Not long ago, during the Yugoslavian War, Rovinj was almost empty – shunned by tourists. Yes, this was 25 years ago (really? oh my!), but you wouldn’t believe it when you see it today.
This has been taken a bit off the night tracks. It’s one of the streets leading up to the church, and most people at that time of the evening are busy finding a table in one of the countless but hopelessly overcrowded restaurants.
Rovinj’s sea front, the place that we saw two days ago sinking into the sea at sundown, has some really nice bars and restaurants with definitely a view. This here is more of a curiosity. Fake gold and luxury brands all over the place. It would need a lot of bad taste to trump that 🙂
This is an almost certainly wrong statement. In a way all images lie, and the more a lens deviates from the “normal” range between 35 mm and 70 mm, the more the image lies. Here the equivalent focal length of 120 mm compresses the width of the street away, and it fabricates a connection between the woman most likely waiting for the bus and the circus tent far in the background.
Here’s the promised “bigger fountain” at the western end of Cours Mirabeau.
It’s called “La Rotonde”, and the article on Wikipedia has an image of the whole structure. I wanted to take one myself, but because of all the traffic in the roundabout, I gave up quickly.
No problem, I was more interested in details and in using my 40-150/2.8 anyway 🙂
Cours Mirabeau is a wide thoroughfare in Aix-en-Provence. It is named after Honoré Gabriel Riqueti, comte de Mirabeau, a demagogue, writer and politician at the time of the French Revolution.
The dove perches on top of a small fountain in the middle of the long stretch. At the western end the place is terminated by a much larger fountain at the center of a roundabout, but more of that tomorrow.
This image has been taken three minutes after yesterday’s. The sky may have been slightly darker if at all, the street lights had the same color. I could again have played off orange against blue, but with the strong light fall-off from top to bottom, I figured I would need more violent manipulations to make that image sing – if it could be brought to sing at all.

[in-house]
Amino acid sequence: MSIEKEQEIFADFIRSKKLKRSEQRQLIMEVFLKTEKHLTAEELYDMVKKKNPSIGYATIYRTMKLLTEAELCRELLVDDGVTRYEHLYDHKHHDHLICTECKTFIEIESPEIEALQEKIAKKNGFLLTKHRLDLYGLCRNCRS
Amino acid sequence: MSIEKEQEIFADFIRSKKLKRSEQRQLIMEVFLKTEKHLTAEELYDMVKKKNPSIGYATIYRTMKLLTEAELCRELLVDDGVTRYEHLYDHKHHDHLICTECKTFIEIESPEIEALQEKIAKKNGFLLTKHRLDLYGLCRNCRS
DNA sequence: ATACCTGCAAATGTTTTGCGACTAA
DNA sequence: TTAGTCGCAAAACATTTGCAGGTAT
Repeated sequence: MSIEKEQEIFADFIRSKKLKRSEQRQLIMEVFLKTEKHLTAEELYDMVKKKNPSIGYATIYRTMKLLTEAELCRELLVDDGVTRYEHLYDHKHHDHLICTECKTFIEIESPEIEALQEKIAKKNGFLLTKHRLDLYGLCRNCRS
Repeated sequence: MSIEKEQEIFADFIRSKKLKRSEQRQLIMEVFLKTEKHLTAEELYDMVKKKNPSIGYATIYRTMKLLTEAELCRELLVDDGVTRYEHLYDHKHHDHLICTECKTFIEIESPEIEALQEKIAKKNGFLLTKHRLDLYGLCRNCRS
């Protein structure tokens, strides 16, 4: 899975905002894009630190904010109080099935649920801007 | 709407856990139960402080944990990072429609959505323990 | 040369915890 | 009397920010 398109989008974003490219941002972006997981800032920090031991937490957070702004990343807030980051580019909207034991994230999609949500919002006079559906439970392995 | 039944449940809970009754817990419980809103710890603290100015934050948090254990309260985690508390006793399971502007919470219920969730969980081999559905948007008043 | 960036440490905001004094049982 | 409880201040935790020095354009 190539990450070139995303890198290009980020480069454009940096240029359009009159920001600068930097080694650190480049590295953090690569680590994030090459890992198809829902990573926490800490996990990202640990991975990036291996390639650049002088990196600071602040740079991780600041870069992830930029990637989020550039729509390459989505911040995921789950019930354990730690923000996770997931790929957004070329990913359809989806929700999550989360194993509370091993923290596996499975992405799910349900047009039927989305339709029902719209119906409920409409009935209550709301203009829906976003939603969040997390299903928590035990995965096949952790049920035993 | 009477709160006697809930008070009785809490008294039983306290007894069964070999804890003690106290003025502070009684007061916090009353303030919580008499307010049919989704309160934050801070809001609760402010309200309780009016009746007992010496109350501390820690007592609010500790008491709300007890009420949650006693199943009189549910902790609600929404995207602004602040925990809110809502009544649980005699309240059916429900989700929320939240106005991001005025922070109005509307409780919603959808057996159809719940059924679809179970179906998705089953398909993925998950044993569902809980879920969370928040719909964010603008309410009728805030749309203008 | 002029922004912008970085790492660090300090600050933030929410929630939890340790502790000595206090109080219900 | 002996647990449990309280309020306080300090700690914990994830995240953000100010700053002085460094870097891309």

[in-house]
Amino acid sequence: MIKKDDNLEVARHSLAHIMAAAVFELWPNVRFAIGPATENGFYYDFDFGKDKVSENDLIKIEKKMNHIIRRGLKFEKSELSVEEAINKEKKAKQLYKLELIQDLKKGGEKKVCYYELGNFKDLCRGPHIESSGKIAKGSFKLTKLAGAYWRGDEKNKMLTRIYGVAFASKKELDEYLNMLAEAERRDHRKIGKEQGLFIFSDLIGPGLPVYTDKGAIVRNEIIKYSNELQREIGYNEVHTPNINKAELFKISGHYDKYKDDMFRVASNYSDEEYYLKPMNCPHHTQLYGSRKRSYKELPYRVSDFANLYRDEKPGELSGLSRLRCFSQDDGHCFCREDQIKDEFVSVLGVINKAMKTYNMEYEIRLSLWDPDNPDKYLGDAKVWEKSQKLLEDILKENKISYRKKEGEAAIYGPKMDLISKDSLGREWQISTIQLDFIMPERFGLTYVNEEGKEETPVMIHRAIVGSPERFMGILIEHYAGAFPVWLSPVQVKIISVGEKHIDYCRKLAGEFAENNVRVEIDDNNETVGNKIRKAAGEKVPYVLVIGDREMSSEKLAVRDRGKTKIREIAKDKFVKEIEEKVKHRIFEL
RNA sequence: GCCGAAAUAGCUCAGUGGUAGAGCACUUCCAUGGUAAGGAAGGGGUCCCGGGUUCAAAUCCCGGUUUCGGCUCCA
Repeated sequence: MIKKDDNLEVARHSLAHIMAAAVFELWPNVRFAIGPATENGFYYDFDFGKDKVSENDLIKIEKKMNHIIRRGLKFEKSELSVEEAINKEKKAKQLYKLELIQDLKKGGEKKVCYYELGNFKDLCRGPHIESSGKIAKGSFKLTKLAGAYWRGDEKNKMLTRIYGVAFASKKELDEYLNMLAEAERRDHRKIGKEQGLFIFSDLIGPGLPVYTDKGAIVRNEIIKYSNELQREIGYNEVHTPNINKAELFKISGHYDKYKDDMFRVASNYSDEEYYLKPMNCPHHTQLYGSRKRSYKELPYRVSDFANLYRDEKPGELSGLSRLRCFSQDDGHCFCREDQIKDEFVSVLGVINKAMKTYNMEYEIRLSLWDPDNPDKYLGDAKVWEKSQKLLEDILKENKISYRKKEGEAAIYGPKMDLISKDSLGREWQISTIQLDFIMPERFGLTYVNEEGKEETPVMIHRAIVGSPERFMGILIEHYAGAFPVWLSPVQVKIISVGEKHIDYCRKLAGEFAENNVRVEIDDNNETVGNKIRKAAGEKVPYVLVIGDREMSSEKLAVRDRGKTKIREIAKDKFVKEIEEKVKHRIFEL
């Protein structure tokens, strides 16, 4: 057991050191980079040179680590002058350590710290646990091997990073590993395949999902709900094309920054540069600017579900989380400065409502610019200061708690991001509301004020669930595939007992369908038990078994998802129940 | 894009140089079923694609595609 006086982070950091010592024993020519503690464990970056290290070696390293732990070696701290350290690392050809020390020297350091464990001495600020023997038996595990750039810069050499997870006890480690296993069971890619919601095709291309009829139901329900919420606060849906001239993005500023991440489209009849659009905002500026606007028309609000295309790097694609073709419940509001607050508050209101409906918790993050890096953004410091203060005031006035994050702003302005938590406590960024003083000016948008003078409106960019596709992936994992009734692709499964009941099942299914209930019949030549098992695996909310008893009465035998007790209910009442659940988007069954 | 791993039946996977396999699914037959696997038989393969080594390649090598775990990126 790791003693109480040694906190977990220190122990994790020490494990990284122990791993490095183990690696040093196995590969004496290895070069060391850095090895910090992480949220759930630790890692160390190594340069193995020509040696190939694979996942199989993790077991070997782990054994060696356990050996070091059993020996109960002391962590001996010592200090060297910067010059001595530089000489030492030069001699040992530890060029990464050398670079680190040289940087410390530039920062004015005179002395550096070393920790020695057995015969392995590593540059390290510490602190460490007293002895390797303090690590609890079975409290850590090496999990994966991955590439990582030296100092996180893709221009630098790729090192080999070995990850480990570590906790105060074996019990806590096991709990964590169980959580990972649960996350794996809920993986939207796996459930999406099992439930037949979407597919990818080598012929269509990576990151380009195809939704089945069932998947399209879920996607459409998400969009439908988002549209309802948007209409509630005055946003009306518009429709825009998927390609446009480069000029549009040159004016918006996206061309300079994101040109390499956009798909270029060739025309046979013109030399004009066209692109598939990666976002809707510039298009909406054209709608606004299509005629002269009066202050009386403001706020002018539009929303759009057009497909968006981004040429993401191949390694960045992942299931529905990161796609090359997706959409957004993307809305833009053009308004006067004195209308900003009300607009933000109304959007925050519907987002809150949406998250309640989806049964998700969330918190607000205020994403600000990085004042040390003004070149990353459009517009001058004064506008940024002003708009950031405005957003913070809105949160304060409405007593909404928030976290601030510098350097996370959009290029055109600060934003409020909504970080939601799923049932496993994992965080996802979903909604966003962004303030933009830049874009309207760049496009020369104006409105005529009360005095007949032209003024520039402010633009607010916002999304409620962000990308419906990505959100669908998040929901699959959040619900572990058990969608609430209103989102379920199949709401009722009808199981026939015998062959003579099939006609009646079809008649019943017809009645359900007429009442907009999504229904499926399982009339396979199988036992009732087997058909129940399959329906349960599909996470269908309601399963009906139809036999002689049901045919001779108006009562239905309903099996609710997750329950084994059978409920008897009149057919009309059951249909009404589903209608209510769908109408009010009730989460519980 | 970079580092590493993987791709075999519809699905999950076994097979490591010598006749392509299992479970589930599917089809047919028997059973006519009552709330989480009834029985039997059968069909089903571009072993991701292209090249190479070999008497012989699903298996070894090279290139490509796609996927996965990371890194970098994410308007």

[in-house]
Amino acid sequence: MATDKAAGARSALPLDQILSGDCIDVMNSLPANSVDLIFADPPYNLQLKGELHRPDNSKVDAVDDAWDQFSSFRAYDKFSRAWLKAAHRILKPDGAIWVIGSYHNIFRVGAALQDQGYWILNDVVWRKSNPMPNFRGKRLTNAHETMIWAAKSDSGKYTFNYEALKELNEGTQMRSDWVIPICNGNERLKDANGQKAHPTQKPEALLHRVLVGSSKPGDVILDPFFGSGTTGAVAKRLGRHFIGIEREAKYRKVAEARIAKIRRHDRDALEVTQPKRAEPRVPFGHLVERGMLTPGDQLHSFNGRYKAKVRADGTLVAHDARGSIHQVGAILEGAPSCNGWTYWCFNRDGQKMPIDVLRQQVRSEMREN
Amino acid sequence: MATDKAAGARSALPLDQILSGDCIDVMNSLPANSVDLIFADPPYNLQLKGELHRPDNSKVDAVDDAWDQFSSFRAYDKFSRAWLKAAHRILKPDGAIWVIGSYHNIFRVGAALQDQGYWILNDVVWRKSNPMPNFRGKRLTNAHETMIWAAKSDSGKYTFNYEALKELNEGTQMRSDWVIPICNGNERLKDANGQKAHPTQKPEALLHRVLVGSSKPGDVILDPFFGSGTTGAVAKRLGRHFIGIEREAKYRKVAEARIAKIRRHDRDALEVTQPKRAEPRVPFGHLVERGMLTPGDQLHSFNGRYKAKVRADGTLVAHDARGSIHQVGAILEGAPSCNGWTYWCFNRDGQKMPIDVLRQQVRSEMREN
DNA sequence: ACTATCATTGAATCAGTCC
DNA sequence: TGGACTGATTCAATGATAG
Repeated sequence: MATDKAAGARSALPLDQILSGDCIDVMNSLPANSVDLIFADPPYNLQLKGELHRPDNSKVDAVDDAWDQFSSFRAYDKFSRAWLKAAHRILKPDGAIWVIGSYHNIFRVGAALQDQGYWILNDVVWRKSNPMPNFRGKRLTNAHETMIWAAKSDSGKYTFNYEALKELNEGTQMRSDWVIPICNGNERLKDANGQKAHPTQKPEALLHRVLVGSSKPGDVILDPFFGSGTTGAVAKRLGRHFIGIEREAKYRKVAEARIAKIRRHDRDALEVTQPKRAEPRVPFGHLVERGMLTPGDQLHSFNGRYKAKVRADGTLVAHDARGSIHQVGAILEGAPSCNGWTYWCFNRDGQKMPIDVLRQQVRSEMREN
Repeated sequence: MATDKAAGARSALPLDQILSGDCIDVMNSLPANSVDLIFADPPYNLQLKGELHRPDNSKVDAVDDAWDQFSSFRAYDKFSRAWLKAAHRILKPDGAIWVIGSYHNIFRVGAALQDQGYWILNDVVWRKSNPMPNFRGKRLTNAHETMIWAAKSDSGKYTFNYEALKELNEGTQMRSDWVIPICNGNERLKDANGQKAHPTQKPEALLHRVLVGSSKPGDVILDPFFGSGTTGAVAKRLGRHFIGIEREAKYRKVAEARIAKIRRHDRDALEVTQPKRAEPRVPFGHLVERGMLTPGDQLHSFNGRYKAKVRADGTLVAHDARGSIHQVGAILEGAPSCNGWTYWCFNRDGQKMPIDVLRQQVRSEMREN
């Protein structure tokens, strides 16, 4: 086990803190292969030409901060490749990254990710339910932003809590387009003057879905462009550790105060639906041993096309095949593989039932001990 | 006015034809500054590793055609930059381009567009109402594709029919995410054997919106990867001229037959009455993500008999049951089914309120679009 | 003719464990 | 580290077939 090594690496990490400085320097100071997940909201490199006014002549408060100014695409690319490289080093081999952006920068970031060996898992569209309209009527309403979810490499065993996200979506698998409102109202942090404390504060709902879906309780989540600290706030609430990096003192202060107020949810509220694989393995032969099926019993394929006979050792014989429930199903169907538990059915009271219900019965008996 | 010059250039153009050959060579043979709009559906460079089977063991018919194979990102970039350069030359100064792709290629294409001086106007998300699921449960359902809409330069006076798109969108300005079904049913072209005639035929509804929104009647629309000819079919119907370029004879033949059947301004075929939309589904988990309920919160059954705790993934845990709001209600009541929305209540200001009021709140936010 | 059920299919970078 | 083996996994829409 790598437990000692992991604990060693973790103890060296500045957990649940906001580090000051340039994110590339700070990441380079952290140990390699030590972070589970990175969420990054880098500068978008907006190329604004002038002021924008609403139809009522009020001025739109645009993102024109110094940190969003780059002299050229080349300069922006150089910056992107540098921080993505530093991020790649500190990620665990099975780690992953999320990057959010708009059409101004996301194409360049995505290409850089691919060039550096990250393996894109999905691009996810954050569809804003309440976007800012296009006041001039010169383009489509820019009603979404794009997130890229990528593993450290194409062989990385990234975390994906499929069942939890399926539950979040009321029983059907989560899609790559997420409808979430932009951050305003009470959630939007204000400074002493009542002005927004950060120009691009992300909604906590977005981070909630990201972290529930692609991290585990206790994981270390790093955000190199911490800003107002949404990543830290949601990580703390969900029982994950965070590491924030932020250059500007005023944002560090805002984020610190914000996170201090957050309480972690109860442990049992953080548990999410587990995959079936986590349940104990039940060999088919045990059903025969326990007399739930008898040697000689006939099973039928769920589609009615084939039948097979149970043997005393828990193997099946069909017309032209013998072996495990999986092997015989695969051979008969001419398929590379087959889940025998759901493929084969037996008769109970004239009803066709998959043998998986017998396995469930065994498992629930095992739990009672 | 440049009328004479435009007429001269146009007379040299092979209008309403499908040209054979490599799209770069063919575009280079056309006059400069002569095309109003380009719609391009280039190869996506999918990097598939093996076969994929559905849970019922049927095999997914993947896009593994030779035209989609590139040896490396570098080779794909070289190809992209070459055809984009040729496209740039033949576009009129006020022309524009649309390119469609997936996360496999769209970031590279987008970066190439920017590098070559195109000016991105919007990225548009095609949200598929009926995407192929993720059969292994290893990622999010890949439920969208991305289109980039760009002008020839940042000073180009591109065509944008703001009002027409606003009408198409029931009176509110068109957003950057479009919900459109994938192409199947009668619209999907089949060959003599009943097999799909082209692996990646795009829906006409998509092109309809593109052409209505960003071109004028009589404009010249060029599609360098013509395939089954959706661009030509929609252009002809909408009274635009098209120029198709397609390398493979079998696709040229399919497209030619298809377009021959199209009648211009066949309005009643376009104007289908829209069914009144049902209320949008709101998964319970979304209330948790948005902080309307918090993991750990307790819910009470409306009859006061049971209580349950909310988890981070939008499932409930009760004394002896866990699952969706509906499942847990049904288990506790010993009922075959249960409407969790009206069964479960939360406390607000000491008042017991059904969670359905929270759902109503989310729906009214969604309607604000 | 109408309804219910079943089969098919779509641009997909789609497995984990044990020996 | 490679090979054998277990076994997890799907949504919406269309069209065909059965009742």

In that situation I normally go B&W. It’s easier, because when you raise extreme contrasts from shadowy corners, you often have to struggle with color casts. You can get the tonality that you crave for, but the colors betray you immediately. It’s not something that can’t be fixed, but for one it’s hard, and then, it may not even be worth it. There are scenes that cry for B&W, and in my opinion this is one of them.
Both of today’s images were taken through my spying glass, the big, heavy 40-150/2.8 PRO. What did I bring along? The usual vacation gear (aka “The Big Gear”), meaning the trinity of the Olympus PRO lenses. Additionally I carried the small fisheye. I had bought it only days before the trip, and I figured I should use it while it was new, otherwise I’d probably forget about it 🙂
Do you still write post cards? I used to do it on vacations, but I have stopped at least ten years ago, maybe much, much longer.
In a way it was a nice ritual: searching typical, beautiful post cards that still avoided clichés, trying to perfectly match cards and recipients, trying to write individual, witty messages tailored to their recipients, buying stamps, finally searching for a mailbox. Yes, it sounds tedious, and that’s probably the main reason why we stopped doing it 🙂
It was a sunny, warm day in March. The ice cream parlors had already opened. Obviously not only I love the banks of river Drau in Villach 🙂
It’s strange to see old images like this. At the moment I’m almost three months behind, so this is an image from mid-March. The advantage is, that I see those images much more often than in those years ago when I had taken, processed and blogged an image on the same day. Not only is it more relaxing, but it also gives me the opportunity to see images anew and sometimes revise my judgement.
This particular image had to be cropped. When I took it, I did not plan to include a person. The man just happened to walk into my composition. Cropping it gave the walker a more dynamic position, and in the end the result is much better than the original composition had been. I like it.
This is f5.6 at an effective focal length of 300 mm, focused on the two people walking towards “Villach’s probably most beautiful terrace along river Drau” (love those overly specific claims!). As you see, there’s plenty of DOF, but I don’t mind.
Much to the contrany in fact. Normally my problem with long lenses is, that I can’t use them to capture what I see. Depth of field is a simple physical characteristic of a lens, but it gets much mor ecomplicated when it comes to the human eye and to the brain doing the final processing.
We are vigilant creatures by nature. Our eyes constantly scan the environment, flicking across the scene, always re-focusing. In the brain these raw signals are merged together. Much detail is immediately dropped, different depth layers are mentally joined into one image, and sometimes this process of merging even goes along the time axis.
Therefore, if I want to isolate a certain depth layer, I can easily do it with a long lens completely opened up. In many ways that is satisfying, not because it perfectly records what we see, it’s because our eyes never see that way. It’s the exotic that we love in shallow DOF images.
If I strive for more compositional photography by cutting a frame from reality, then shallow DOF gets in my way.